them to have. The abuse of this authority is injurious to
 both; for the interests of part and whole, of body and soul,
 are the same, and the slave is a part of the master, a living
 but separated part of his bodily frame. Hence, where the
 relation of master and slave between them is natural they
 are friends and have common interest, but where it rests
 merely on law and force the reverse is true.
Question for Reflection
Does Aristotle’s distinction between natural
 and conventional slaves cast doubt on the
 moral legitimacy of slavery as it was
 actually practiced in Athens? Has modern
 technology made the natural slave
 obsolete?
Nature of Politics and the Role of the
State - Continued
   Aristotle criticized Plato’s community of wives
    and children as a tragedy of the commons.
   A citizen is ready to rule and be ruled.
   Law is reason without passion and is necessary
    to coerce the unruly.
   Justice is the virtue of human relationships and
    requires us to treat equals equally and unequals
    unequally.
Aristotle’s Critique of Plato, From
Politics, Book II, Chapter 1-3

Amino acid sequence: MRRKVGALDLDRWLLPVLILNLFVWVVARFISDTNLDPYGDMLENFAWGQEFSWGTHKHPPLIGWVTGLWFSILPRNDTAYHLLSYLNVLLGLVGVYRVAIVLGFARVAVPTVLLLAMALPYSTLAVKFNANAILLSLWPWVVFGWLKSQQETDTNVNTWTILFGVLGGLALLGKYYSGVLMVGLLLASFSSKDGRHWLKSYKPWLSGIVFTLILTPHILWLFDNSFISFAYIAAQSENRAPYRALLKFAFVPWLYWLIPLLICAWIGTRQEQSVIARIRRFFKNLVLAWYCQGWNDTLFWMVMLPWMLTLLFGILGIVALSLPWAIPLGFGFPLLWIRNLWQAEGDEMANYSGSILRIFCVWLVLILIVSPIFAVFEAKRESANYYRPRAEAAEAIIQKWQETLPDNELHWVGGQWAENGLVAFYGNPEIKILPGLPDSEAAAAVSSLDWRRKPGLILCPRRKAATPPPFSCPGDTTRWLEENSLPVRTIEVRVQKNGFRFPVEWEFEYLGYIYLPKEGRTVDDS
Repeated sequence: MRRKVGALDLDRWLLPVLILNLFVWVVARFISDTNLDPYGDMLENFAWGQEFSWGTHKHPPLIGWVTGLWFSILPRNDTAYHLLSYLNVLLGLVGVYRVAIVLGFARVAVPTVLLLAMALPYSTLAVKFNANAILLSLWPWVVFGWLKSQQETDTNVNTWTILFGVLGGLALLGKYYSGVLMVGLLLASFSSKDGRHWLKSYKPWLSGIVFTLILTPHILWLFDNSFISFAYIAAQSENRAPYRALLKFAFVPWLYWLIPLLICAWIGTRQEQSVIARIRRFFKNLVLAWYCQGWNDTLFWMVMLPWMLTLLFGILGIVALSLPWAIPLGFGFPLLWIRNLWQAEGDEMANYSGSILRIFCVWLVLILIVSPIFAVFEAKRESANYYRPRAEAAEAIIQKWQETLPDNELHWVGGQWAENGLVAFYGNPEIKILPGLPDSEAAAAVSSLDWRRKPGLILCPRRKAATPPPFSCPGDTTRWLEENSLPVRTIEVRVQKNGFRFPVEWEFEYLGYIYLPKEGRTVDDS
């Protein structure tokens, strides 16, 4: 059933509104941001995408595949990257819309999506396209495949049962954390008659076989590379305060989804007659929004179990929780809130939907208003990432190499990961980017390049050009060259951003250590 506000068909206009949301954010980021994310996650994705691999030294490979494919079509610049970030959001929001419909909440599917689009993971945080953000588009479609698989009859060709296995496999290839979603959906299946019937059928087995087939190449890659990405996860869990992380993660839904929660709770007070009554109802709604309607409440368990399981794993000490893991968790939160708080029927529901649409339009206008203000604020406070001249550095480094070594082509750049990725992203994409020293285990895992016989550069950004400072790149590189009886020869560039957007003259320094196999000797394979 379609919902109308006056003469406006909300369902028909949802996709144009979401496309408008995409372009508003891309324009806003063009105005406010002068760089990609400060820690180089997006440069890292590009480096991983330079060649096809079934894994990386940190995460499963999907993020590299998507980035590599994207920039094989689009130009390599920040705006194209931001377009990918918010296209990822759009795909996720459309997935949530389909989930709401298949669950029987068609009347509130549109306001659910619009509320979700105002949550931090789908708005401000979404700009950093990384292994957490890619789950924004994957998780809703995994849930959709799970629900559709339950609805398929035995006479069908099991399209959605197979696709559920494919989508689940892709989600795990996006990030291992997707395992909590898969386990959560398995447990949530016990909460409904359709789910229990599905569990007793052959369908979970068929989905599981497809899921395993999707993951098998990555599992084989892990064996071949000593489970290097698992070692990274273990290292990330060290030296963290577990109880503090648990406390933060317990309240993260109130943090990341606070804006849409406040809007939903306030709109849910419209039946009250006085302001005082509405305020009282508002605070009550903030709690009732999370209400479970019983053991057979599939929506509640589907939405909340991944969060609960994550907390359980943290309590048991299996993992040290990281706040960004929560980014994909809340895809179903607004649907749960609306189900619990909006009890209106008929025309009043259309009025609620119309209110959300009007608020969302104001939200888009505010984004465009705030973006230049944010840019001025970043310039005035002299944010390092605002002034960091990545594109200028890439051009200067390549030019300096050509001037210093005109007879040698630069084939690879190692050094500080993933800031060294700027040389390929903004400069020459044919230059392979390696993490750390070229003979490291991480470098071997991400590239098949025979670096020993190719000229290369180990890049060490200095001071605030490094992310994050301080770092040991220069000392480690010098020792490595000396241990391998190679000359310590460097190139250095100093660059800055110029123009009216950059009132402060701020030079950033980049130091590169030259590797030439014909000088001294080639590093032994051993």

That all persons call the same thing mine in the sense in
  which each does so may be a fine thing, but it is
  impracticable; or if the words are taken in the other
  sense, such a unity in no way conduces to harmony.
  And there is another objection to the proposal. For
  that which is common to the greatest number has the
  least care bestowed upon it. Every one thinks chiefly
  of his own, hardly at all of the common interest; and
  only when he is himself concerned as an individual.
  For besides other considerations, everybody is more
  inclined to neglect the duty which he expects another
  to fulfill; as in families many attendants are often less
  useful than a few.
Nature of Politics and the Role of the
State - Continued
   Book V of Aristotle’s Ethics divides justice into
    two:
       Legal Justice – any act that could affect others could be
        a proper object of law.
       Special Justice:
          Commutative justice – rendering what was due.

          Distributive justice – rendering what is due in

           proportion to what is born for or contributed to the
           community.